Date of Award

Fall 2019

Document Type


Terms of Use

© 2019 Roman Shemakov. All rights reserved. This work is freely available courtesy of the author. It may only be used for non-commercial, educational, and research purposes. For all other uses, including reproduction and distribution, please contact the copyright holder.

Degree Name

Bachelor of Arts


History Department

First Advisor

Megan Brown

Second Advisor

Bruce Dorsey


This paper analyzes the history of cybercrime rhetoric through the 1989 hacking of the earliest internet network, ARPANET. The event is useful for understanding how contagion rhetoric of the computer science professionals imprints onto the public consciousness, security agencies, and legal institutions. By drawing on notes from the meetings of the National Computer Security Center, Congressional Hearings, Court Cases, and National Legislation in the aftermath of the Morris Worm, the author explores how contagion discourse constructs protectorate institutions in its image. From the birth of the computing industry in World War II, to the Computer Eradication Act of 1989, this paper traces how popular catastrophic events, like the Morris Worm, construct a public reaction that instinctually abdicates intellectual authority to an expert-induced panic.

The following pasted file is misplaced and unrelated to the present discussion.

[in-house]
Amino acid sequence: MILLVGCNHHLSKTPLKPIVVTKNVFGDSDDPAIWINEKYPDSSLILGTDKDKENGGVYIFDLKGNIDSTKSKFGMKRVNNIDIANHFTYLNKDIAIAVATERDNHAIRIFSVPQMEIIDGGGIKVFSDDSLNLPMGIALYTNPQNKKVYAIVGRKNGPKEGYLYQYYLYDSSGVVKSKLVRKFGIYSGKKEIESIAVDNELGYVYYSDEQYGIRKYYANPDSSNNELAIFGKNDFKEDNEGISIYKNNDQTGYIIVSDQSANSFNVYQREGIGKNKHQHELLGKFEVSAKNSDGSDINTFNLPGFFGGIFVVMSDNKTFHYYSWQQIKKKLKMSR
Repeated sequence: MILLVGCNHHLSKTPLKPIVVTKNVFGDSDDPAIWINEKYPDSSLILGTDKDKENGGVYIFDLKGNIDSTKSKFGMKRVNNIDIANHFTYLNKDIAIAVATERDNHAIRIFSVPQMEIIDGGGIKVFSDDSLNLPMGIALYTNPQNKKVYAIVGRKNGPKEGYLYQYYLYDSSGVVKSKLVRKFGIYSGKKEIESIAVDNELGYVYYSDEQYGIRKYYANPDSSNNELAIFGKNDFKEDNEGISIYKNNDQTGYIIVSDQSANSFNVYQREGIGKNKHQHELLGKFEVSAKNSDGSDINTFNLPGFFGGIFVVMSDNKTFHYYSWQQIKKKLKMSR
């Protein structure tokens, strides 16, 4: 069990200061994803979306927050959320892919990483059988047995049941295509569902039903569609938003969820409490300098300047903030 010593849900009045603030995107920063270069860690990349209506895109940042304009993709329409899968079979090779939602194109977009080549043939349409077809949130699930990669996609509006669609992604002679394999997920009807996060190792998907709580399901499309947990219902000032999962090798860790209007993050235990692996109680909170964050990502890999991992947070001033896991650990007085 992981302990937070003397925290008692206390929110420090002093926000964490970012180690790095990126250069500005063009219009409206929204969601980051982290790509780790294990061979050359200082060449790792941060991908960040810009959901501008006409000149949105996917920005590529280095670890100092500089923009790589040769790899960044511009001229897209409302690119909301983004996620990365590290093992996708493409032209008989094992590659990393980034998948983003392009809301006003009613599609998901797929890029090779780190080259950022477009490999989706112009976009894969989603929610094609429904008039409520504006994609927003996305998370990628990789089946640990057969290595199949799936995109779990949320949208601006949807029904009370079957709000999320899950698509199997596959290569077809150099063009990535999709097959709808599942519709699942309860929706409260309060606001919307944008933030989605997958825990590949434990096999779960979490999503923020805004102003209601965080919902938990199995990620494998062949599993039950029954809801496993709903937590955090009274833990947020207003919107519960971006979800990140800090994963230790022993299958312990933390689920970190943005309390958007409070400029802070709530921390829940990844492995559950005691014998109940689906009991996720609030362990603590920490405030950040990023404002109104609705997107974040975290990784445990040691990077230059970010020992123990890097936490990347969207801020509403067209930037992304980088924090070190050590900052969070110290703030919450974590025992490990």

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History Commons